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Solar Energy: Is it right for you?

Scott Clark

Scott Clark shows solar panels on the roof of his solar- powered facility in Fletcher Business Park

Alumnus Scott Clark has made an entrepreneurial career in renewable energy. With his father, David Clark, and Wesley Dodge, he formed Appalachian Energy in 2001 and purchased the first energy asset, a hydroelectric facility in Madison County that produced enough power for 650 homes. In December 2006 with other partners, he purchased the former Steelcase facility and launched the solar energy division of the company. Since early 2007, Appalachian Solar Energy has completed 150 installations.

With an eye toward expansion last fall, Clark facilitated the acquisition of Appalachian Solar Energy by Vanir Group of Energies, a $3.5 billion international construction management company based in Sacramento, Calif. Vanir Energy, of which he is executive vice president, began this year launching a $14 million investment in solar thermal projects across the state.

Meanwhile, Clark’s Vanir facility in Fletcher Business Park is the largest solar thermal heating and cooling project in the world, according to the International Energy Agency in Paris. The former Steelcase facility has 640 solar thermal panels on the roof and a 27,000–gallon storage tank running 300 tons of cooling to the 900,000 square-foot building. It houses offices and warehouse space for Earthfare, Concept Packaging, Diamond Brand, Volvo and Borg-Warner and donates storage space to Hearts with Hands.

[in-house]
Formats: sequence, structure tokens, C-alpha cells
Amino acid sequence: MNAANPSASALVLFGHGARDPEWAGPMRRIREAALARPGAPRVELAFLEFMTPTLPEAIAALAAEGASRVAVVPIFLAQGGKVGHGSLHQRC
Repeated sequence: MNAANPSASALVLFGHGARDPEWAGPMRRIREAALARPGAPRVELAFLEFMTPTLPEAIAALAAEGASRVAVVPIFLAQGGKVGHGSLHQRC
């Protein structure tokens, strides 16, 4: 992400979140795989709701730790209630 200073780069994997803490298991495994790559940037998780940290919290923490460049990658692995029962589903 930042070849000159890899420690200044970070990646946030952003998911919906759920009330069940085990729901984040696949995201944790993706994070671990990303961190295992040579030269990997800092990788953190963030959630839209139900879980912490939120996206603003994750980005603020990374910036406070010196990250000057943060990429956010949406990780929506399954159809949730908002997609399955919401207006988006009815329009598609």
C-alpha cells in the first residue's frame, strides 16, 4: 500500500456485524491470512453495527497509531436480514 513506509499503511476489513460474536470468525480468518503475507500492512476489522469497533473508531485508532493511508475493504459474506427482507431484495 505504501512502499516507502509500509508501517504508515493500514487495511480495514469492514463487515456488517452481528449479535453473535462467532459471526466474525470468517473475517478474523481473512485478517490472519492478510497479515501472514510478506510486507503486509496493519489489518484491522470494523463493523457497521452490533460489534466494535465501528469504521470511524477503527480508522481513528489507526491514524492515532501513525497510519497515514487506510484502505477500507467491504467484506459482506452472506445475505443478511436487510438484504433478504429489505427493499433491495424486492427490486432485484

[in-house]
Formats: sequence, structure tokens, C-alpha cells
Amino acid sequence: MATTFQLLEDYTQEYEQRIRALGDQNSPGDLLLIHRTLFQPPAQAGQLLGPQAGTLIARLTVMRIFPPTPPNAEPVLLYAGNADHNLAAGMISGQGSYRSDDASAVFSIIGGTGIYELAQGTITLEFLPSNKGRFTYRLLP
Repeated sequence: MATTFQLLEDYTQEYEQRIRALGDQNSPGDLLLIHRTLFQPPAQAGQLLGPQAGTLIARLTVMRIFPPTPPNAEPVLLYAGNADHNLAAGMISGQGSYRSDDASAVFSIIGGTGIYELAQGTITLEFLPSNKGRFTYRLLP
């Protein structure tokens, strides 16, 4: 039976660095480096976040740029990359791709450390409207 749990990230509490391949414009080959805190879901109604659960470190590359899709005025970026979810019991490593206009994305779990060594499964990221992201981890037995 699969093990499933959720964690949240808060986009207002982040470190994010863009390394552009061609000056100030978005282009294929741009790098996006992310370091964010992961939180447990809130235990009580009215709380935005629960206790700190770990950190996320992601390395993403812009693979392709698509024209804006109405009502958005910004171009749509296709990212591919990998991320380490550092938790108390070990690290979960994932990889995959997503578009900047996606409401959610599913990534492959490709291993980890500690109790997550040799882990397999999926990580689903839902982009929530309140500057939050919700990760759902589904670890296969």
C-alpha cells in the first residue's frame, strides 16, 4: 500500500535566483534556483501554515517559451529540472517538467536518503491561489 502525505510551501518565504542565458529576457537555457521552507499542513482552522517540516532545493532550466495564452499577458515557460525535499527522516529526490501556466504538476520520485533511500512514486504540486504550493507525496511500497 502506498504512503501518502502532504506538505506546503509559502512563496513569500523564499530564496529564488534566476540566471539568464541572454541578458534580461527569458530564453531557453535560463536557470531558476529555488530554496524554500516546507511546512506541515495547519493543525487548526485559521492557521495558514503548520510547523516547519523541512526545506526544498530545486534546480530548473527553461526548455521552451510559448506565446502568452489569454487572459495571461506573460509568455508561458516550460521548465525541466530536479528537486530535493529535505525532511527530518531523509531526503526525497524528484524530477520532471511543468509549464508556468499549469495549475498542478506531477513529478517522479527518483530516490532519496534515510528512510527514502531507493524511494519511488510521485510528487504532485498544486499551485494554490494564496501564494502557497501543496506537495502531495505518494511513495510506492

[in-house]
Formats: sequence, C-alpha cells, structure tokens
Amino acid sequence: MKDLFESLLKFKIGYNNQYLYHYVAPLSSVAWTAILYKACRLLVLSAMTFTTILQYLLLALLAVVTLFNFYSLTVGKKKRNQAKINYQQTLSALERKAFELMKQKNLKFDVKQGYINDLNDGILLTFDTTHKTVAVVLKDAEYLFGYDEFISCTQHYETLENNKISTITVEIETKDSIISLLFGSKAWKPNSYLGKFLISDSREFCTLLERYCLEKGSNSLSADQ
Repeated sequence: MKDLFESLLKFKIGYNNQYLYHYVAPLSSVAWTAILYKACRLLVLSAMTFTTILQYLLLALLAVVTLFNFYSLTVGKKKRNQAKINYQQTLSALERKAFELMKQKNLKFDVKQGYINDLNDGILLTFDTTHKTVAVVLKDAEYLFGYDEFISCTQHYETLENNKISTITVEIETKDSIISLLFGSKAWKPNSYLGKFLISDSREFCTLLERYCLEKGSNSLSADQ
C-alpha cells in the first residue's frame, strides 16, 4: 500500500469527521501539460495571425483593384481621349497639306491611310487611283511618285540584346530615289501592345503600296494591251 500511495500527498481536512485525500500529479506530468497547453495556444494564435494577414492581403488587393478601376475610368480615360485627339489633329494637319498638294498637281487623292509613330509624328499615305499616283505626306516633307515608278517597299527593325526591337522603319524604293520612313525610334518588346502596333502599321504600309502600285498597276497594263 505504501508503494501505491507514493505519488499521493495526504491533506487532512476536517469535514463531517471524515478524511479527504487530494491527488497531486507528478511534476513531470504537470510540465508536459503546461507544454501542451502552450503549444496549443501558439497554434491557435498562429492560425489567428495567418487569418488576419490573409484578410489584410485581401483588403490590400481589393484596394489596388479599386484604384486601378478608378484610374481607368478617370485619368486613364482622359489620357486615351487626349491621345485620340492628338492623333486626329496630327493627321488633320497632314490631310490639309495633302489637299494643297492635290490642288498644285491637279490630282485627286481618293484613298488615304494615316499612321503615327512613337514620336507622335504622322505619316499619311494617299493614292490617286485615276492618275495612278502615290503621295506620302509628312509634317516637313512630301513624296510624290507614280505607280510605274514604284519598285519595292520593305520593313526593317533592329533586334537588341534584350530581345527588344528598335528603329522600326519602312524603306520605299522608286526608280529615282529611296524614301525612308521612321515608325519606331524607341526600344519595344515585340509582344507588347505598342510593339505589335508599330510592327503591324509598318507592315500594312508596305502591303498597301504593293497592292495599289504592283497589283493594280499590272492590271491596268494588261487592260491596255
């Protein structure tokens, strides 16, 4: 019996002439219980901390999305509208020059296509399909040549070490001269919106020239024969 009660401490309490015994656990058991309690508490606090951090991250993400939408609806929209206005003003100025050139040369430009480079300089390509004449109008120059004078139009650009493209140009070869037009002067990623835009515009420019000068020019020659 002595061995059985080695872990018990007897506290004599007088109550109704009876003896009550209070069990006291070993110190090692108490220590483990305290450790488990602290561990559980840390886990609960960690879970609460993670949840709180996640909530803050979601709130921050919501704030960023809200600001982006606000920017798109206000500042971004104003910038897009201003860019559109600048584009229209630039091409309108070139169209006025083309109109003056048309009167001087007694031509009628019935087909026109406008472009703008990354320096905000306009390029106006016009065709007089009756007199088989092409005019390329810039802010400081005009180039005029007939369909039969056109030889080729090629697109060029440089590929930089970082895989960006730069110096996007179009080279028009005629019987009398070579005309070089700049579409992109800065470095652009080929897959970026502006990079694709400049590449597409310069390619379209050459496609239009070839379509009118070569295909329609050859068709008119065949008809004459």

“We took an eyesore and made it into an asset,” Clark says. “There’s a synergy among the businesses and tenants.”

Last year Clark and his team of eight engineers, construction managers and sales representatives installed about 140 residential systems.

Is solar thermal the right investment for you?

If you plan to be in your home at least five years, and if your house is at least three bedrooms and two baths, it makes sense because you’ll recoup the initial cost within a few years as you save on energy bills, Clark says. “It’s an investment that adds value, like adding on a deck or upgrading your kitchen.”

Clark says that a $12,000 investment gives the homeowner a net cost of $5,500 after all federal and state tax credits—and homeowners save about $800 a year on energy costs. That’s roughly a five-year return on your investment.

“If you believe energy costs are going up, it’s like an insurance policy to protect against higher rates. Every dollar saved can increase the value of your home 10 times.”

How does solar thermal energy work?

Solar thermal panels, usually installed on the roof, collect solar thermal energy, which creates hot water, stored in a standard hot-water tank.

Through a small boxlike appliance that attaches to your hot-water tank, cold water comes in at 58 degrees, and because it is connected to the solar panels, heat exchanges as water fills the tank. Water goes out at about 140 degrees—generating more than enough hot water for dishes, laundry and showers, Clark says.

Solar panels last 50 years. They have aesthetic appeal (they look like skylights) and have no exposed piping, he adds.

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